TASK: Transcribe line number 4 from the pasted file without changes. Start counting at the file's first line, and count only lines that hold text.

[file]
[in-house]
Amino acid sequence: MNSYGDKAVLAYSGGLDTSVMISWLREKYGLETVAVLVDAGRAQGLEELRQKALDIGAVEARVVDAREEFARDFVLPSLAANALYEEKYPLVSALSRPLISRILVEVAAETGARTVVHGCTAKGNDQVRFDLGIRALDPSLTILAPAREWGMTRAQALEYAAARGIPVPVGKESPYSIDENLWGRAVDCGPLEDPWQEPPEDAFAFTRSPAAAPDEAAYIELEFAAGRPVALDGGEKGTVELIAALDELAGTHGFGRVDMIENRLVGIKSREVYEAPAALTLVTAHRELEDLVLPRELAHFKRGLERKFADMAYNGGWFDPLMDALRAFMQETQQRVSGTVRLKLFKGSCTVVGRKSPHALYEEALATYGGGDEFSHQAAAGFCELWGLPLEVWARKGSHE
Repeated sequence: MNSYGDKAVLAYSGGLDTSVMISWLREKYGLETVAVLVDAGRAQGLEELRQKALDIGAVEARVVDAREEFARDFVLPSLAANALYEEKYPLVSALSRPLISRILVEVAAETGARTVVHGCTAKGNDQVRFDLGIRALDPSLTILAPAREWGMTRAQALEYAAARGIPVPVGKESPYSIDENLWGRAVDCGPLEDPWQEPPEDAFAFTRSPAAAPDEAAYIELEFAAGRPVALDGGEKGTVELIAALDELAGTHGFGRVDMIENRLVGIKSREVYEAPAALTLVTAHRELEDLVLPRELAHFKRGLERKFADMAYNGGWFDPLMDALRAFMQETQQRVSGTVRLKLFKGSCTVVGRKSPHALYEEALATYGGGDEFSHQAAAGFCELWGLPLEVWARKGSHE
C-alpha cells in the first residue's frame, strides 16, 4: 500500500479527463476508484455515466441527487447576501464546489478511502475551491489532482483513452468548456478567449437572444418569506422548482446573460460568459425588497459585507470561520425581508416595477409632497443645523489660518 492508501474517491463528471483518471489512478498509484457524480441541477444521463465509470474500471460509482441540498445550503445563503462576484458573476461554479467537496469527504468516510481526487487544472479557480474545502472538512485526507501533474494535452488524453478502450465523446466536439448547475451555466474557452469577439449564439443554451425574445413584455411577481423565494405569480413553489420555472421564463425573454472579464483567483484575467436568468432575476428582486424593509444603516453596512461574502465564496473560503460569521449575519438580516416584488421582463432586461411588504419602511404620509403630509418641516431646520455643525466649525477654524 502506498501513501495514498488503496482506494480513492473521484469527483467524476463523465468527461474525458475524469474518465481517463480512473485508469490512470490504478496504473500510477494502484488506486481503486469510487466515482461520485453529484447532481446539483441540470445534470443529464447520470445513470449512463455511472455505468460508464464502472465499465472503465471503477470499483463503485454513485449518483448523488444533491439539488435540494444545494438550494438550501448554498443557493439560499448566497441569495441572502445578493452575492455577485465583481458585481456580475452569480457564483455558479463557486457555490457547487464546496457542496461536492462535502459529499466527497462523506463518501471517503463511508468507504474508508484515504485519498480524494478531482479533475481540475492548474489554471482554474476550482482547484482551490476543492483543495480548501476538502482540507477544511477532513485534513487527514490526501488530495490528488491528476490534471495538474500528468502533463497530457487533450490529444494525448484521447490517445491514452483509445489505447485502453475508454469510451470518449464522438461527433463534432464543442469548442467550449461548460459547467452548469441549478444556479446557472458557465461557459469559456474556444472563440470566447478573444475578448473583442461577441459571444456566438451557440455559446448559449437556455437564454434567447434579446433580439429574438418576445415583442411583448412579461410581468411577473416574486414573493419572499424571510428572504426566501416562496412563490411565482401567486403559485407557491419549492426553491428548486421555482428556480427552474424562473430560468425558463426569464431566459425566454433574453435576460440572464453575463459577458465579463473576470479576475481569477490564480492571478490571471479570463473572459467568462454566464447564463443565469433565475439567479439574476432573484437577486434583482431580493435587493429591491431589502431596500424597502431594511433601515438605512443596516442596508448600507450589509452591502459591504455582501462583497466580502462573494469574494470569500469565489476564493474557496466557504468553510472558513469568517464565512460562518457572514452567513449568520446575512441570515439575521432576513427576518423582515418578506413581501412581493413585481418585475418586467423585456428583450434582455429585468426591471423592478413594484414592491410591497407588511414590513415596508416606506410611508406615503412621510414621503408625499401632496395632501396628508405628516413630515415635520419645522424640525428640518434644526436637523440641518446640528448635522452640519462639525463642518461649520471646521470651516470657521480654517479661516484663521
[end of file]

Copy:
C-alpha cells in the first residue's frame, strides 16, 4: 500500500479527463476508484455515466441527487447576501464546489478511502475551491489532482483513452468548456478567449437572444418569506422548482446573460460568459425588497459585507470561520425581508416595477409632497443645523489660518 492508501474517491463528471483518471489512478498509484457524480441541477444521463465509470474500471460509482441540498445550503445563503462576484458573476461554479467537496469527504468516510481526487487544472479557480474545502472538512485526507501533474494535452488524453478502450465523446466536439448547475451555466474557452469577439449564439443554451425574445413584455411577481423565494405569480413553489420555472421564463425573454472579464483567483484575467436568468432575476428582486424593509444603516453596512461574502465564496473560503460569521449575519438580516416584488421582463432586461411588504419602511404620509403630509418641516431646520455643525466649525477654524 502506498501513501495514498488503496482506494480513492473521484469527483467524476463523465468527461474525458475524469474518465481517463480512473485508469490512470490504478496504473500510477494502484488506486481503486469510487466515482461520485453529484447532481446539483441540470445534470443529464447520470445513470449512463455511472455505468460508464464502472465499465472503465471503477470499483463503485454513485449518483448523488444533491439539488435540494444545494438550494438550501448554498443557493439560499448566497441569495441572502445578493452575492455577485465583481458585481456580475452569480457564483455558479463557486457555490457547487464546496457542496461536492462535502459529499466527497462523506463518501471517503463511508468507504474508508484515504485519498480524494478531482479533475481540475492548474489554471482554474476550482482547484482551490476543492483543495480548501476538502482540507477544511477532513485534513487527514490526501488530495490528488491528476490534471495538474500528468502533463497530457487533450490529444494525448484521447490517445491514452483509445489505447485502453475508454469510451470518449464522438461527433463534432464543442469548442467550449461548460459547467452548469441549478444556479446557472458557465461557459469559456474556444472563440470566447478573444475578448473583442461577441459571444456566438451557440455559446448559449437556455437564454434567447434579446433580439429574438418576445415583442411583448412579461410581468411577473416574486414573493419572499424571510428572504426566501416562496412563490411565482401567486403559485407557491419549492426553491428548486421555482428556480427552474424562473430560468425558463426569464431566459425566454433574453435576460440572464453575463459577458465579463473576470479576475481569477490564480492571478490571471479570463473572459467568462454566464447564463443565469433565475439567479439574476432573484437577486434583482431580493435587493429591491431589502431596500424597502431594511433601515438605512443596516442596508448600507450589509452591502459591504455582501462583497466580502462573494469574494470569500469565489476564493474557496466557504468553510472558513469568517464565512460562518457572514452567513449568520446575512441570515439575521432576513427576518423582515418578506413581501412581493413585481418585475418586467423585456428583450434582455429585468426591471423592478413594484414592491410591497407588511414590513415596508416606506410611508406615503412621510414621503408625499401632496395632501396628508405628516413630515415635520419645522424640525428640518434644526436637523440641518446640528448635522452640519462639525463642518461649520471646521470651516470657521480654517479661516484663521